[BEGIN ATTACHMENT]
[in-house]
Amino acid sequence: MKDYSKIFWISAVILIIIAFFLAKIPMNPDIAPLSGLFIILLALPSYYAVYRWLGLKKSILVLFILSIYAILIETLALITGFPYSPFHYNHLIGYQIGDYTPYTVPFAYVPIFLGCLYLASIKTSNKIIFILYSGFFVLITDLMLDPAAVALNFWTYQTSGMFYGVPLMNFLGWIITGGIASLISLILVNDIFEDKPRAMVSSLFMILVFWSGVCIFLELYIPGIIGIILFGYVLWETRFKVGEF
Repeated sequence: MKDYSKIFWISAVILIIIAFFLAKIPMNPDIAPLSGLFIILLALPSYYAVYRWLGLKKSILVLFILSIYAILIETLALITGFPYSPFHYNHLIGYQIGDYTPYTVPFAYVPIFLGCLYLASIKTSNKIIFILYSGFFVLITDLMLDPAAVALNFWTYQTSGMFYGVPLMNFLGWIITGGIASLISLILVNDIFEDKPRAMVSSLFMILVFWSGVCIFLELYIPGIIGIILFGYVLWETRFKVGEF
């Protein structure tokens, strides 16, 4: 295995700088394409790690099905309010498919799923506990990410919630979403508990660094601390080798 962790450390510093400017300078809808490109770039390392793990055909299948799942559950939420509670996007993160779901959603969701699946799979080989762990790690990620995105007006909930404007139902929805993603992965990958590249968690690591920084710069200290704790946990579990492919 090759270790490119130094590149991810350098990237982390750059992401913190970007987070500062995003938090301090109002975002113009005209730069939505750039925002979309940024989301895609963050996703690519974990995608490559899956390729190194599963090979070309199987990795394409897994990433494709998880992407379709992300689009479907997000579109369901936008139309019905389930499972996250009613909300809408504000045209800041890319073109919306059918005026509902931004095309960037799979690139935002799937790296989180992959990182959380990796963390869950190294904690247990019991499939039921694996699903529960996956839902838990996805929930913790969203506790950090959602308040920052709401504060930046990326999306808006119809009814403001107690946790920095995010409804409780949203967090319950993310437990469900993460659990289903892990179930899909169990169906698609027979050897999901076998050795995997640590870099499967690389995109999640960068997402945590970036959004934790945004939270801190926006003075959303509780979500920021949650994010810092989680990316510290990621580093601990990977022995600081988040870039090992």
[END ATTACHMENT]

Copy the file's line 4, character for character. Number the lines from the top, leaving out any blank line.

């Protein structure tokens, strides 16, 4: 295995700088394409790690099905309010498919799923506990990410919630979403508990660094601390080798 962790450390510093400017300078809808490109770039390392793990055909299948799942559950939420509670996007993160779901959603969701699946799979080989762990790690990620995105007006909930404007139902929805993603992965990958590249968690690591920084710069200290704790946990579990492919 090759270790490119130094590149991810350098990237982390750059992401913190970007987070500062995003938090301090109002975002113009005209730069939505750039925002979309940024989301895609963050996703690519974990995608490559899956390729190194599963090979070309199987990795394409897994990433494709998880992407379709992300689009479907997000579109369901936008139309019905389930499972996250009613909300809408504000045209800041890319073109919306059918005026509902931004095309960037799979690139935002799937790296989180992959990182959380990796963390869950190294904690247990019991499939039921694996699903529960996956839902838990996805929930913790969203506790950090959602308040920052709401504060930046990326999306808006119809009814403001107690946790920095995010409804409780949203967090319950993310437990469900993460659990289903892990179930899909169990169906698609027979050897999901076998050795995997640590870099499967690389995109999640960068997402945590970036959004934790945004939270801190926006003075959303509780979500920021949650994010810092989680990316510290990621580093601990990977022995600081988040870039090992």